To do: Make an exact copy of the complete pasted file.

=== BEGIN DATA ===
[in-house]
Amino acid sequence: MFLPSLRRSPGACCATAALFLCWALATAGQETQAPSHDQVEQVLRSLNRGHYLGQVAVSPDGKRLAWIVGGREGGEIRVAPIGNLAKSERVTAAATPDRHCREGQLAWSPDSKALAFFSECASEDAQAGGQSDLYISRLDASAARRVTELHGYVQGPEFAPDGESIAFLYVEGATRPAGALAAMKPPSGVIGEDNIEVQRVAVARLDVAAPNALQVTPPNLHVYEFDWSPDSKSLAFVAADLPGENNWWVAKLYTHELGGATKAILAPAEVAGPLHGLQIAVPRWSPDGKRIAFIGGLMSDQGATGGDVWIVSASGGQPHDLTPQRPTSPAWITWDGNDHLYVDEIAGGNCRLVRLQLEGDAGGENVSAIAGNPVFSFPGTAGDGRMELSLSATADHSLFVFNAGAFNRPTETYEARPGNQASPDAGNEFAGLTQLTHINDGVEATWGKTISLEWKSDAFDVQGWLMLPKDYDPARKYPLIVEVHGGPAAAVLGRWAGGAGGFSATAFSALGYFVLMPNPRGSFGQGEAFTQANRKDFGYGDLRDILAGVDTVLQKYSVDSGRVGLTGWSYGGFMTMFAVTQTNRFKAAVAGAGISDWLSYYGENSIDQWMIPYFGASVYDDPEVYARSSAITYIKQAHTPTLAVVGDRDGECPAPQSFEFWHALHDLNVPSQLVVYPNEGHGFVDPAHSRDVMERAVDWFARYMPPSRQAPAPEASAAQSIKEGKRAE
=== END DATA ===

[in-house]
Amino acid sequence: MFLPSLRRSPGACCATAALFLCWALATAGQETQAPSHDQVEQVLRSLNRGHYLGQVAVSPDGKRLAWIVGGREGGEIRVAPIGNLAKSERVTAAATPDRHCREGQLAWSPDSKALAFFSECASEDAQAGGQSDLYISRLDASAARRVTELHGYVQGPEFAPDGESIAFLYVEGATRPAGALAAMKPPSGVIGEDNIEVQRVAVARLDVAAPNALQVTPPNLHVYEFDWSPDSKSLAFVAADLPGENNWWVAKLYTHELGGATKAILAPAEVAGPLHGLQIAVPRWSPDGKRIAFIGGLMSDQGATGGDVWIVSASGGQPHDLTPQRPTSPAWITWDGNDHLYVDEIAGGNCRLVRLQLEGDAGGENVSAIAGNPVFSFPGTAGDGRMELSLSATADHSLFVFNAGAFNRPTETYEARPGNQASPDAGNEFAGLTQLTHINDGVEATWGKTISLEWKSDAFDVQGWLMLPKDYDPARKYPLIVEVHGGPAAAVLGRWAGGAGGFSATAFSALGYFVLMPNPRGSFGQGEAFTQANRKDFGYGDLRDILAGVDTVLQKYSVDSGRVGLTGWSYGGFMTMFAVTQTNRFKAAVAGAGISDWLSYYGENSIDQWMIPYFGASVYDDPEVYARSSAITYIKQAHTPTLAVVGDRDGECPAPQSFEFWHALHDLNVPSQLVVYPNEGHGFVDPAHSRDVMERAVDWFARYMPPSRQAPAPEASAAQSIKEGKRAE